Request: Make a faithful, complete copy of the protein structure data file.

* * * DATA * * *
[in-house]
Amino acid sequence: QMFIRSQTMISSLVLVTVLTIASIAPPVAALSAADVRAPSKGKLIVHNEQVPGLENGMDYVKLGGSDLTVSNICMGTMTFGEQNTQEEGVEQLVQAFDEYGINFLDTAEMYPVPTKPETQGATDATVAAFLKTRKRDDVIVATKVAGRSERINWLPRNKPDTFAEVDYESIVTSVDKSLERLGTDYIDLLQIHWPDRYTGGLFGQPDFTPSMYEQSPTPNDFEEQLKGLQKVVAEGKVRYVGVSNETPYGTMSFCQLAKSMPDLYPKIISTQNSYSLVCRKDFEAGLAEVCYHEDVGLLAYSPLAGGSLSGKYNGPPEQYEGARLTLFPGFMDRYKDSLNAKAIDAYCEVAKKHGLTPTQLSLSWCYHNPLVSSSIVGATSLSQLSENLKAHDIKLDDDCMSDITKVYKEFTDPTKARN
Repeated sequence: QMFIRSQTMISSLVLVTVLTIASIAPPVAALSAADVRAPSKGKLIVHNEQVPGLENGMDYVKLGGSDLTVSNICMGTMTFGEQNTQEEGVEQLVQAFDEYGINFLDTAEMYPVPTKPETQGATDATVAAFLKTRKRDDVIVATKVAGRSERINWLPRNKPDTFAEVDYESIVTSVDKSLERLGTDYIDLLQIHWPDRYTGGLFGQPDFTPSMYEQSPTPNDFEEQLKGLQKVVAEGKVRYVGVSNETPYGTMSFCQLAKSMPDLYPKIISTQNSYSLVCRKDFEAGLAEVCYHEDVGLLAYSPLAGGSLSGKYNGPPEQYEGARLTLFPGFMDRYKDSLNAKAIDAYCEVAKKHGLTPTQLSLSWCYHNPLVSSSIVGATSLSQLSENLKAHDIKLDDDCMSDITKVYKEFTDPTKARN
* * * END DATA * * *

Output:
[in-house]
Amino acid sequence: QMFIRSQTMISSLVLVTVLTIASIAPPVAALSAADVRAPSKGKLIVHNEQVPGLENGMDYVKLGGSDLTVSNICMGTMTFGEQNTQEEGVEQLVQAFDEYGINFLDTAEMYPVPTKPETQGATDATVAAFLKTRKRDDVIVATKVAGRSERINWLPRNKPDTFAEVDYESIVTSVDKSLERLGTDYIDLLQIHWPDRYTGGLFGQPDFTPSMYEQSPTPNDFEEQLKGLQKVVAEGKVRYVGVSNETPYGTMSFCQLAKSMPDLYPKIISTQNSYSLVCRKDFEAGLAEVCYHEDVGLLAYSPLAGGSLSGKYNGPPEQYEGARLTLFPGFMDRYKDSLNAKAIDAYCEVAKKHGLTPTQLSLSWCYHNPLVSSSIVGATSLSQLSENLKAHDIKLDDDCMSDITKVYKEFTDPTKARN
Repeated sequence: QMFIRSQTMISSLVLVTVLTIASIAPPVAALSAADVRAPSKGKLIVHNEQVPGLENGMDYVKLGGSDLTVSNICMGTMTFGEQNTQEEGVEQLVQAFDEYGINFLDTAEMYPVPTKPETQGATDATVAAFLKTRKRDDVIVATKVAGRSERINWLPRNKPDTFAEVDYESIVTSVDKSLERLGTDYIDLLQIHWPDRYTGGLFGQPDFTPSMYEQSPTPNDFEEQLKGLQKVVAEGKVRYVGVSNETPYGTMSFCQLAKSMPDLYPKIISTQNSYSLVCRKDFEAGLAEVCYHEDVGLLAYSPLAGGSLSGKYNGPPEQYEGARLTLFPGFMDRYKDSLNAKAIDAYCEVAKKHGLTPTQLSLSWCYHNPLVSSSIVGATSLSQLSENLKAHDIKLDDDCMSDITKVYKEFTDPTKARN